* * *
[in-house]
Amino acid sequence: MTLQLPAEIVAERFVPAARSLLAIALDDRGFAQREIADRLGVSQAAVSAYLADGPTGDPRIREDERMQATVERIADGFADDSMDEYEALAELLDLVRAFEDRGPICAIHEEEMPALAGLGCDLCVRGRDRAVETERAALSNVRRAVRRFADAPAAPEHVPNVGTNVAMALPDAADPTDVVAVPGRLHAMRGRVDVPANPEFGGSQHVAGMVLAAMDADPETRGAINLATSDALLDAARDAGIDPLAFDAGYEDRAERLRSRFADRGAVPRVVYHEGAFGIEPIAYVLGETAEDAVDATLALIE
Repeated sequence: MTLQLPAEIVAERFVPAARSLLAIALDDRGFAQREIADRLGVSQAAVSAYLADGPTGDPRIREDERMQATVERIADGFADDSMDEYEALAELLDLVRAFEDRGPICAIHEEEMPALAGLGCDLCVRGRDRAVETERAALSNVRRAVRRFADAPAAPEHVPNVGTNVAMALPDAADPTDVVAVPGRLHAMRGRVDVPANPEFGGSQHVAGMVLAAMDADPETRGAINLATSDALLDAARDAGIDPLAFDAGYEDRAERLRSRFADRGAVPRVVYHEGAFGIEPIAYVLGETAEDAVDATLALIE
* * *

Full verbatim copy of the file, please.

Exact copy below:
[in-house]
Amino acid sequence: MTLQLPAEIVAERFVPAARSLLAIALDDRGFAQREIADRLGVSQAAVSAYLADGPTGDPRIREDERMQATVERIADGFADDSMDEYEALAELLDLVRAFEDRGPICAIHEEEMPALAGLGCDLCVRGRDRAVETERAALSNVRRAVRRFADAPAAPEHVPNVGTNVAMALPDAADPTDVVAVPGRLHAMRGRVDVPANPEFGGSQHVAGMVLAAMDADPETRGAINLATSDALLDAARDAGIDPLAFDAGYEDRAERLRSRFADRGAVPRVVYHEGAFGIEPIAYVLGETAEDAVDATLALIE
Repeated sequence: MTLQLPAEIVAERFVPAARSLLAIALDDRGFAQREIADRLGVSQAAVSAYLADGPTGDPRIREDERMQATVERIADGFADDSMDEYEALAELLDLVRAFEDRGPICAIHEEEMPALAGLGCDLCVRGRDRAVETERAALSNVRRAVRRFADAPAAPEHVPNVGTNVAMALPDAADPTDVVAVPGRLHAMRGRVDVPANPEFGGSQHVAGMVLAAMDADPETRGAINLATSDALLDAARDAGIDPLAFDAGYEDRAERLRSRFADRGAVPRVVYHEGAFGIEPIAYVLGETAEDAVDATLALIE